Duane Burleson/Associated Press
Philadelphia Eagles left tackle Jason Peters must feel a little snakebitten this season. The 12th-year veteran has missed two games due to injuries and was unable to finish several others as a result.
That’s not the only problem. Even when Peters has been healthy, he’s not the same player he used to be. That was true of 2014 as well, despite receiving his seventh invitation to the Pro Bowl, but this season has been even worse.
Peters turns 34 in January, and it’s beginning to show on the field. The question the Eagles will have to ask themselves this offseason is whether or not to bring him back.
The Eagles signed Peters to a contract extension in 2014, but after this season, it essentially allows the team to decide on his future from year to year. According to Spotrac, the organization can move on for a manageable cap hit of $3 million, which isn’t bad at all when you consider the $6.3 million in savings.
But this isn’t really about money. Would the Eagles honestly be better off without Peters?
It’s difficult to answer yes. Even a declining Jason Peters is probably still better than most NFL offensive tackles. As we’ve seen this season, he’s a better solution than anything the Eagles have on the roster at the moment.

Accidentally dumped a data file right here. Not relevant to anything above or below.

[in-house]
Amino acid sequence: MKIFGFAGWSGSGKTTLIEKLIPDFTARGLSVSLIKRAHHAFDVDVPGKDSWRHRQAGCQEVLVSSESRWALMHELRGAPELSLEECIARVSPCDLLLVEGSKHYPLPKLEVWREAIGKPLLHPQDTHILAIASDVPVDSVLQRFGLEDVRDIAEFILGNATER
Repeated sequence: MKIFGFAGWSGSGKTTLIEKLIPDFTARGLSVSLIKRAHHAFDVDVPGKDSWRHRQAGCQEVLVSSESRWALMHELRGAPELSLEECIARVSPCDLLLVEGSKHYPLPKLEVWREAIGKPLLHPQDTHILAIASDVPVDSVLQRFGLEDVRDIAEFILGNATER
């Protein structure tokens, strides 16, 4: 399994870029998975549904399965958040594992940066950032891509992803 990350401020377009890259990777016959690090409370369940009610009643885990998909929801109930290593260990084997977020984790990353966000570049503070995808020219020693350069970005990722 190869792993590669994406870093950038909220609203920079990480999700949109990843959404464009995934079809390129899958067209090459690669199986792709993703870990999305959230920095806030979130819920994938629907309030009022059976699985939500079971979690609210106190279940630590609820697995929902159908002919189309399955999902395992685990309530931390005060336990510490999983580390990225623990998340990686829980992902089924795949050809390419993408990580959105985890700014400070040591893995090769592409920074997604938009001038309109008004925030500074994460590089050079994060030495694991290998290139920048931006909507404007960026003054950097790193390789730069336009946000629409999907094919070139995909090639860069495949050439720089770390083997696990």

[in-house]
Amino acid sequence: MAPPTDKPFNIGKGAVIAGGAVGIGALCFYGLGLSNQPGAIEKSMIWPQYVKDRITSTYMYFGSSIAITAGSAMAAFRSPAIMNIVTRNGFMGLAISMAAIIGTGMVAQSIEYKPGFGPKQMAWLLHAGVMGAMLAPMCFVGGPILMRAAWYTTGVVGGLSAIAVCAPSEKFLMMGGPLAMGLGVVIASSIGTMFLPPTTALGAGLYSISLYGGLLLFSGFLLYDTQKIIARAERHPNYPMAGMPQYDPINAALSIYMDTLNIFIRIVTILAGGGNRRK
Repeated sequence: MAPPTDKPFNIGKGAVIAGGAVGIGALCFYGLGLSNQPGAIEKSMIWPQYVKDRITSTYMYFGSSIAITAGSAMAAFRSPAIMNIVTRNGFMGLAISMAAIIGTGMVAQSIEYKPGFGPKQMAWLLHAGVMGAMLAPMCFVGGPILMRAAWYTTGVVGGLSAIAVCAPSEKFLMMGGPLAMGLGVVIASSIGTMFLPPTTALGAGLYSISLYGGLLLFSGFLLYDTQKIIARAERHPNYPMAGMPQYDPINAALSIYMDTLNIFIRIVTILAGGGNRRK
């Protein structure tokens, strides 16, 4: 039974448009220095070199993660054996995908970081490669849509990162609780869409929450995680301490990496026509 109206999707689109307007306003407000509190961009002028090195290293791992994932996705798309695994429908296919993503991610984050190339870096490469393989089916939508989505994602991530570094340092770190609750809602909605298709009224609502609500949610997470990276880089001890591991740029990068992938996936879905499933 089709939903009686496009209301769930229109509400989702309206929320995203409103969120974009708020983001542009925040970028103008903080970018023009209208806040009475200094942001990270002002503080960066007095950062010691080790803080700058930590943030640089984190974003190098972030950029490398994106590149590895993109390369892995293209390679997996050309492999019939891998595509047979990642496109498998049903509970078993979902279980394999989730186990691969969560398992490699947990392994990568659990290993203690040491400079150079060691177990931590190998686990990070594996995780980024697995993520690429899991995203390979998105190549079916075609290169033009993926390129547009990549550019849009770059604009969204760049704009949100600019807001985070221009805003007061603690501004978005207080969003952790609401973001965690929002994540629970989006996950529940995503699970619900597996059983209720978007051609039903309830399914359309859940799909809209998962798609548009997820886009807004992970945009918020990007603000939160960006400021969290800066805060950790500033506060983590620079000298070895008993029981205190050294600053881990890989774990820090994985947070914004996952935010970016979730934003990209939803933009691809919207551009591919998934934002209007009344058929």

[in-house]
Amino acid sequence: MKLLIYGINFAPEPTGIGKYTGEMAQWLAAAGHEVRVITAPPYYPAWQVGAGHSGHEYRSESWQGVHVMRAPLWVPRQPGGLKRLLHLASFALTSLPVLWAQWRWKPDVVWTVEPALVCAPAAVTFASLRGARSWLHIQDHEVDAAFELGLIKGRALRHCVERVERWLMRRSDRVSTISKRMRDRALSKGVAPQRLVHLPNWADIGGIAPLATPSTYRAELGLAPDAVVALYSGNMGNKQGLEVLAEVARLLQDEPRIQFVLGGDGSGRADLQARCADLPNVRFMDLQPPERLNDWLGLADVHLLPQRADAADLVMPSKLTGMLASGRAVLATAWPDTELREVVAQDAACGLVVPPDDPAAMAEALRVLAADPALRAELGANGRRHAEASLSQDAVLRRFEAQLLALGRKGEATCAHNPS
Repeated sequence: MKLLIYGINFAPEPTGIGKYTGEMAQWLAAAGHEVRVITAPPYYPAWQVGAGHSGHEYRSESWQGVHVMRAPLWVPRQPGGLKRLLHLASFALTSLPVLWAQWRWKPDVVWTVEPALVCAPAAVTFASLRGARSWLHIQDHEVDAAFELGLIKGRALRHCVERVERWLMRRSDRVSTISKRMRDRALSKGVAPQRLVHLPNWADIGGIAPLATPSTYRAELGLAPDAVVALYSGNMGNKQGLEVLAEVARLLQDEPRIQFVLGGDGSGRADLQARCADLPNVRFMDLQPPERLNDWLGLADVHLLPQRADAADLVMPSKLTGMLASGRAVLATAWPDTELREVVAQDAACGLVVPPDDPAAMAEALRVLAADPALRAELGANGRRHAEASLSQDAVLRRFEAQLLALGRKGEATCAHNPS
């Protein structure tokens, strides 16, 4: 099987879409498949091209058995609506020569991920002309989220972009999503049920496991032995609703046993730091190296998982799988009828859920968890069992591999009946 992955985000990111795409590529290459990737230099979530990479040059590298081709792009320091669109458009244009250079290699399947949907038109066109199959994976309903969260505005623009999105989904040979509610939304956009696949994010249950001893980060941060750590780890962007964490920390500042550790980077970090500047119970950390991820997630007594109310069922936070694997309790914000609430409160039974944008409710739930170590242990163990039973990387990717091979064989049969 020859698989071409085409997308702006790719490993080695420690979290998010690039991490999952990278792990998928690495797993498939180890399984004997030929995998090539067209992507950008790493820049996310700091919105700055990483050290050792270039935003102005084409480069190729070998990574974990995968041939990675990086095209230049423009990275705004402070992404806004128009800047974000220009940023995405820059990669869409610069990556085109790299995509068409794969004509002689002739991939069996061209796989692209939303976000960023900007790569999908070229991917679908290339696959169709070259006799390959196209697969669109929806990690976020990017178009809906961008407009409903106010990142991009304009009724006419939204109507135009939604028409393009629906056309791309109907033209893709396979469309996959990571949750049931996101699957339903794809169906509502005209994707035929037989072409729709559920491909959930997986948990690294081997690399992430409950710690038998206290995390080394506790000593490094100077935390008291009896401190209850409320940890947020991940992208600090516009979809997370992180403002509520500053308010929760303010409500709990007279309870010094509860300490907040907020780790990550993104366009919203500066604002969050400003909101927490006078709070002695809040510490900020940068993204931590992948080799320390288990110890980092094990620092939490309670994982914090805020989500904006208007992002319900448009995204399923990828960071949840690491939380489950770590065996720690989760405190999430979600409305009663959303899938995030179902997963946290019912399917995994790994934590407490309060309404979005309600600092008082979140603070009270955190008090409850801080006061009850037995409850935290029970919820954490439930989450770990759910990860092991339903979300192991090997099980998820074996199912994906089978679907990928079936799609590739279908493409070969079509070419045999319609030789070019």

Lane Johnson has been flipping from right to left to mixed results when Peters is out. The hope is the fourth-overall draft pick from 2013 can be groomed to one day take over for the future Hall of Famer permanently, but Johnson has struggled to adapt on the fly.
That doesn’t mean Johnson couldn’t become a solid left tackle with a full offseason and training camp to prepare, but it’s not a given based on what we’ve seen thus far.
Perhaps the larger issue is who takes over for Johnson. That’s been Dennis Kelly, a 2012 fifth-round selection and career reserve. Kelly has acquitted himself well at times, and at times not. The idea the Eagles would roll into next season with him as a projected starter is scary.
Depth is already a major issue for the Eagles across the entire unit as well. The club has not taken a single offensive lineman in the draft since Johnson. That’s 20 straight rounds without one, and the talent pool on the roster is suffering as a result.
Take Peters away from this equation, and what do you have left?
The obvious solution for the Eagles is to invest money and draft picks in the position like crazy, but that’s easier said than done.
First of all, not many quality offensive linemen are available via free agency in any given year. Being that it’s one of the most important positions on the field, teams tend to pony up and re-sign their good linemen whenever possible.
And as far as the draft is concerned, the Eagles can and will find linemen, but there’s no guarantee they’re ready to play in 2016, or at all. Plus, the level of talent has dropped off so dramatically over the past few seasons, this likely isn’t a one-year fix—almost certainly not by adding one or two rookies.
Peters may be in decline, but the decision about what to do with him this coming offseason may have less to do with his ability and more to do with the lack of other options. If the Eagles are trying to compete next season, they’re going to need two quality tackles to do it, and they’ll be banking on Peters still being one of them.